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Bangkok’s internationally recognized ‘foodie culture’ has given rise to a steady rotation of up and coming international eateries, attracting lines of customers and naturally, the birth of food ecommerce startups vying for their attention.

Hungry Hub is one of them.

The company started as a restaurant reservation app in 2014 after anticipating a boom in restaurant bookings in Bangkok as the city was experiencing a surge in demand for eateries and dine out venues. Founder Surasit Sachdev wanted the app to be the “OpenTable” of Bangkok.

Fast forward two years later, traction for the app never picked up because customers weren’t incentivized to book through the app and the restaurants were never fully booked to need a reservation. The result left Surasit with two choices: pivot or shut down completely.

Hungry Hub lived on, but first needed to become lean. 15 employees were cut down to a team of five and the company decided there was a future in bookings for larger parties like corporate dinners, anniversary celebrations or other social functions.

The realization came to Surasit when he took his team out for meals and there was no way to balance price point and allowing his employees to order freely. How could he come up with a way for price sensitive companies like startups to enjoy corporate meals without breaking the bank?

The “all you can eat” package

Many mid-tier restaurants in Bangkok require a customer to spend an average of 300-500 THB per meal, usually comprising of an appetizer and a main dish; this excludes drinks and a service charge.

With Hungry Hub’s ‘all you can eat’ package, each customer would be charged a fixed fee of 599 THB to eat a variety of mains, appetizers, drinks and desserts from the menu depending on sets curated by the restaurant.

Hungry Hub focuses on mid-tier restaurants like Audrey Café and popular Japanese ramen chain Ippudo who have already partnered with Hungry Hub to offer the ‘all you can eat’ package. There are currently 33 restaurants signed onto the platform.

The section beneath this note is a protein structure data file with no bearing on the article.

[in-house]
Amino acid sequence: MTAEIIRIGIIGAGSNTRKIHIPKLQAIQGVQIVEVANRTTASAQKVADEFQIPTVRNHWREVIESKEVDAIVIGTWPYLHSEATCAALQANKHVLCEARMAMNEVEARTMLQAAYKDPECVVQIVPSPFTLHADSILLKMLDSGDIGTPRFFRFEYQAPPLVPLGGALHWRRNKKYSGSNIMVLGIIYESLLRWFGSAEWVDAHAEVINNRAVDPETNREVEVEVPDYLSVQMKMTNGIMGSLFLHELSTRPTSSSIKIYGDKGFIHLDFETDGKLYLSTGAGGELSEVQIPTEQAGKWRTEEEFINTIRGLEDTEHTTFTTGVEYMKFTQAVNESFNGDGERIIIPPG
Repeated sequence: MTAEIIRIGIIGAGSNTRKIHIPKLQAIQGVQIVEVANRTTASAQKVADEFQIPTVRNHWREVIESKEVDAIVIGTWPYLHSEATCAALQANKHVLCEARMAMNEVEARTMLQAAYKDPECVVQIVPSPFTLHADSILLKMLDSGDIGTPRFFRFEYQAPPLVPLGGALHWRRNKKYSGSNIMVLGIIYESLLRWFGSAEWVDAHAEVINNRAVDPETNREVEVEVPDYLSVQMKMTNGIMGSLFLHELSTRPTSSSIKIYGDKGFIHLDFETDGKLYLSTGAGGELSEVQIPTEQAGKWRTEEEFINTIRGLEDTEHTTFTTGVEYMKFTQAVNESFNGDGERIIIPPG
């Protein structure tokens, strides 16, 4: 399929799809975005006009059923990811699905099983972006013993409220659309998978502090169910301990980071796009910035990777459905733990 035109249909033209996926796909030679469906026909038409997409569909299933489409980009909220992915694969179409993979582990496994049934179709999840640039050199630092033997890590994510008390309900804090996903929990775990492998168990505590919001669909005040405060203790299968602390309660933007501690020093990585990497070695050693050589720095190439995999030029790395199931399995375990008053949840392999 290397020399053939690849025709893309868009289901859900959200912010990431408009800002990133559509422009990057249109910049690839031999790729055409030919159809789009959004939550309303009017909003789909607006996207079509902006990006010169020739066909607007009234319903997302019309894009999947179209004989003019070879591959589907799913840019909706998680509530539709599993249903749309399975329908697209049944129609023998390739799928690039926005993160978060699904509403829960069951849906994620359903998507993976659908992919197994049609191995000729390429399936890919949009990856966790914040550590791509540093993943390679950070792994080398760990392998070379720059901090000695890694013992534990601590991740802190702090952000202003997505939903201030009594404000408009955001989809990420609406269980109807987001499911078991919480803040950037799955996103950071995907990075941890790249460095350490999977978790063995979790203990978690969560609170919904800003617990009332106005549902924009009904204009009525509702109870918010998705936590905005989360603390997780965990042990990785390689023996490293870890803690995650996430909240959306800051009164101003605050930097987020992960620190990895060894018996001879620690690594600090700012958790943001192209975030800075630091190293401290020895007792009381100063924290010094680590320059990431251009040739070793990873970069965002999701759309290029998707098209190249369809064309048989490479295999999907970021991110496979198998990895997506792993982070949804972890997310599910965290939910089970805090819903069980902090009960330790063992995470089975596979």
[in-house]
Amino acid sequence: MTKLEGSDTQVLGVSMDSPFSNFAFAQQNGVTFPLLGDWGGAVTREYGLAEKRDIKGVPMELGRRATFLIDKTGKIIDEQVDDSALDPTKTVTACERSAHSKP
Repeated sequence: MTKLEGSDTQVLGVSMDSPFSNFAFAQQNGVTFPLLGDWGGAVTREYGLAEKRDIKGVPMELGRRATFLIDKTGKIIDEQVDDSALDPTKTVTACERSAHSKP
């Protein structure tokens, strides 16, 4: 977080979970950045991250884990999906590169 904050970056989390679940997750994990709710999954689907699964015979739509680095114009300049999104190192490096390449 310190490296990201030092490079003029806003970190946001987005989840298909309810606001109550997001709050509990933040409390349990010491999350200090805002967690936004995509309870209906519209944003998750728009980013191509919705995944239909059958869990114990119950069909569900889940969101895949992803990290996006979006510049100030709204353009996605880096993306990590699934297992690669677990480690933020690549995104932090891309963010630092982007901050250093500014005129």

To get these offers, reservations need to be made at least 30 minutes in advance, and about a week for corporate gatherings.

Since the shift to B2B, Hungry Hub has seen 30-40% growth in revenue.

“Several large corporates have recently approached us and asked if we could find them a restaurant that could fit 300+ people,” says Surasit. “That’s when we realized there’s a demand.”

Unlike other businesses, the company is growing its business based on profits, rather than spending upfront to achieve sustainable growth. Currently, Hungry Hub has not raised funding for its business till date, but plan to do so in the near future for expansion.

The demand for more B2B services

Although Bangkok’s restaurant booking landscape is filled with active, high profile ‘food’ players such as restaurant reservation platform Eatigo and Thai restaurant directory and delivery platform Wongnai, Hungry Hub is developing a niche of its own by establishing the company as the go-to platform for B2B dining and catering to large groups of friends and families.

“The good thing about the food industry is that it’s an everyday thing. Users do not have to exclusively stick to using Hungry Hub or Eatigo,” says Surasit. ‘Their dine-out needs are always changing.”

“We want to become the name companies think of when they need to find a restaurant for a company party or dinner for 10-100 people,” continues Surasit. “We’ve built a large restaurant database that can accommodate these needs that no one else is doing.”

Hungry Hub is focusing on the development of its website over its mobile app because the company finds conversions are better on desktop. Companies browsing for suitable bookings are most likely doing so on computers than on a mobile phone.